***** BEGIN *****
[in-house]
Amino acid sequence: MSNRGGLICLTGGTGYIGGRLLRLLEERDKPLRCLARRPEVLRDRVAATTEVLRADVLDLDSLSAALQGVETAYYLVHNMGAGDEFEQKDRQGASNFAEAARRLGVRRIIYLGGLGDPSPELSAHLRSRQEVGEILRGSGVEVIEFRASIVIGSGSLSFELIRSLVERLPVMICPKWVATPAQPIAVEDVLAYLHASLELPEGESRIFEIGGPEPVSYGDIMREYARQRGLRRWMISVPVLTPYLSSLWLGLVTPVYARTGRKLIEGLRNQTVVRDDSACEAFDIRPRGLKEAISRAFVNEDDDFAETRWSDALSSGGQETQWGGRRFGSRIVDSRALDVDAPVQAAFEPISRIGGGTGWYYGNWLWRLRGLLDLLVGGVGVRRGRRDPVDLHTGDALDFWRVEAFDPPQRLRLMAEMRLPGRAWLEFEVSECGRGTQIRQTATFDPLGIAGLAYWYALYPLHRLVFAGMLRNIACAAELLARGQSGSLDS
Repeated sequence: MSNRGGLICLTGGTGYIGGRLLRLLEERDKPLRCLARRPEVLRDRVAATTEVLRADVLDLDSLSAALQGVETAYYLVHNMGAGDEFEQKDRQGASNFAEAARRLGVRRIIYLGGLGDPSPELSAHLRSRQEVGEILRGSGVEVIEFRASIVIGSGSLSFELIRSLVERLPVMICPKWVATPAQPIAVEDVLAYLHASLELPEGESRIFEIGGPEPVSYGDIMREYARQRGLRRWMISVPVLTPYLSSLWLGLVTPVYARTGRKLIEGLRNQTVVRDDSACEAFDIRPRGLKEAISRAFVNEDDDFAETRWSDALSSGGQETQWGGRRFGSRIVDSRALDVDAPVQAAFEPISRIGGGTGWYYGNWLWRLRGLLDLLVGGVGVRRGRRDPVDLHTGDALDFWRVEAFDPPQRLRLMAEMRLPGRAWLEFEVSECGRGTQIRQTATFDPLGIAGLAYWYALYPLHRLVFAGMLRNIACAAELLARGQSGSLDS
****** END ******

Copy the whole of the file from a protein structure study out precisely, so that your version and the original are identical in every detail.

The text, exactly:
[in-house]
Amino acid sequence: MSNRGGLICLTGGTGYIGGRLLRLLEERDKPLRCLARRPEVLRDRVAATTEVLRADVLDLDSLSAALQGVETAYYLVHNMGAGDEFEQKDRQGASNFAEAARRLGVRRIIYLGGLGDPSPELSAHLRSRQEVGEILRGSGVEVIEFRASIVIGSGSLSFELIRSLVERLPVMICPKWVATPAQPIAVEDVLAYLHASLELPEGESRIFEIGGPEPVSYGDIMREYARQRGLRRWMISVPVLTPYLSSLWLGLVTPVYARTGRKLIEGLRNQTVVRDDSACEAFDIRPRGLKEAISRAFVNEDDDFAETRWSDALSSGGQETQWGGRRFGSRIVDSRALDVDAPVQAAFEPISRIGGGTGWYYGNWLWRLRGLLDLLVGGVGVRRGRRDPVDLHTGDALDFWRVEAFDPPQRLRLMAEMRLPGRAWLEFEVSECGRGTQIRQTATFDPLGIAGLAYWYALYPLHRLVFAGMLRNIACAAELLARGQSGSLDS
Repeated sequence: MSNRGGLICLTGGTGYIGGRLLRLLEERDKPLRCLARRPEVLRDRVAATTEVLRADVLDLDSLSAALQGVETAYYLVHNMGAGDEFEQKDRQGASNFAEAARRLGVRRIIYLGGLGDPSPELSAHLRSRQEVGEILRGSGVEVIEFRASIVIGSGSLSFELIRSLVERLPVMICPKWVATPAQPIAVEDVLAYLHASLELPEGESRIFEIGGPEPVSYGDIMREYARQRGLRRWMISVPVLTPYLSSLWLGLVTPVYARTGRKLIEGLRNQTVVRDDSACEAFDIRPRGLKEAISRAFVNEDDDFAETRWSDALSSGGQETQWGGRRFGSRIVDSRALDVDAPVQAAFEPISRIGGGTGWYYGNWLWRLRGLLDLLVGGVGVRRGRRDPVDLHTGDALDFWRVEAFDPPQRLRLMAEMRLPGRAWLEFEVSECGRGTQIRQTATFDPLGIAGLAYWYALYPLHRLVFAGMLRNIACAAELLARGQSGSLDS